2. Feel free to get MIDNIGHT THIEF at any vendor your prefer.  Though if you plan to attend any of my in-person signings in Los Angeles, Boston, or Albuquerque, please consider buying your book at the event in order to support that venue and ensure their ability to host future signings (no need to preorder in this case, though an RSVP to the event would be helpful!). And of course, I’ll happy to sign your book and give you a bookmark in person
3.  Update: Crystal brought up the good point that some people prefer to support their local indie, and not all independent bookstores do preorders.  So, for those folks, feel free to email me receipts up to July 21st.

Here’s a picture of the bookmark. (Thanks to Amber at Me, Myshelf, and I!).

 I haven’t settled on a bookplate yet, but I'm leaning toward this one:

Thank you again for your support!

Brain Science For Writers Roundup 5-31-14

And some more articles for your perusing pleasure...  Also, some feedback on this type of article roundup would be helpful going forward.  Is it worth continuing?

Teary Testimony From Children is More Credible.  Raises some interesting implications for how to portray children and/or victims in your story.  Certainly worth thinking about how different portrayals would affect the reader.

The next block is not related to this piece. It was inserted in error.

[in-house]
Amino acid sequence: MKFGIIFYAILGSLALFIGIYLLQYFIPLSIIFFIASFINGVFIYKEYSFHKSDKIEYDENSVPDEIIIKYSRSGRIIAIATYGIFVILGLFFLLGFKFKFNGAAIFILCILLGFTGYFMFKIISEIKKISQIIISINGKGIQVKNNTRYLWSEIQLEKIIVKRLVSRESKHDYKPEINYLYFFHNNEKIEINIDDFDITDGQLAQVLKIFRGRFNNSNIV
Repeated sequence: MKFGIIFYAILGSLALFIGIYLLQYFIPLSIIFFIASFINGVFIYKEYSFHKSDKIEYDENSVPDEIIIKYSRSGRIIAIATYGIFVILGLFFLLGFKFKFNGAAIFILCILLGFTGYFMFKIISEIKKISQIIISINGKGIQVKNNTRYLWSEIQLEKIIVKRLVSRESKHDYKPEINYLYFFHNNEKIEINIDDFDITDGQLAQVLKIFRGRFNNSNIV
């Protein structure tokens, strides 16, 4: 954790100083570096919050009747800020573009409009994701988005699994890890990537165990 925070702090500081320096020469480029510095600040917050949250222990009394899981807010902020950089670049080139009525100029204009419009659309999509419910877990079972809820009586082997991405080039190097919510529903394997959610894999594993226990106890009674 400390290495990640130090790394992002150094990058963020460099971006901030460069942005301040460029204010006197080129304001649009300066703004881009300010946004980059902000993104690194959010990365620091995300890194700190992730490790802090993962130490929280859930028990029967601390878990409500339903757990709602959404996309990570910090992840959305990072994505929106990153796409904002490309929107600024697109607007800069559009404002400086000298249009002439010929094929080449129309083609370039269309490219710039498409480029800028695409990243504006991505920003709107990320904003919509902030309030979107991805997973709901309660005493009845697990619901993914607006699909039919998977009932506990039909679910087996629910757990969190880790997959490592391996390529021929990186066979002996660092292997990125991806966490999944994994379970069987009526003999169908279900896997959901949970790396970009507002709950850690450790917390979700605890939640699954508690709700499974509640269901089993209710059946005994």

Don’t Believe What You Read (Only Once): Comprehension Is Supported by Regressions During Reading :  So, you know those speed reading apps?  They might be too good to be true. (Linked to abstract.  Subscription required for full article)

The Pen Is Mightier Than the Keyboard: Advantages of Longhand Over Laptop Note Taking
 I love taking notes on a laptop, but there's some evidence that it promotes lazy notetaking.  (Linked to abstract)

Creative juices getting stuck?  Try taking a walk. (via Passive Guy)

Can't decide what your male character should look like?  Check out this article on how the messages that facial hair sends to others.

And finally, a fascinating article on how communicating in a different language might affect your moral judgements.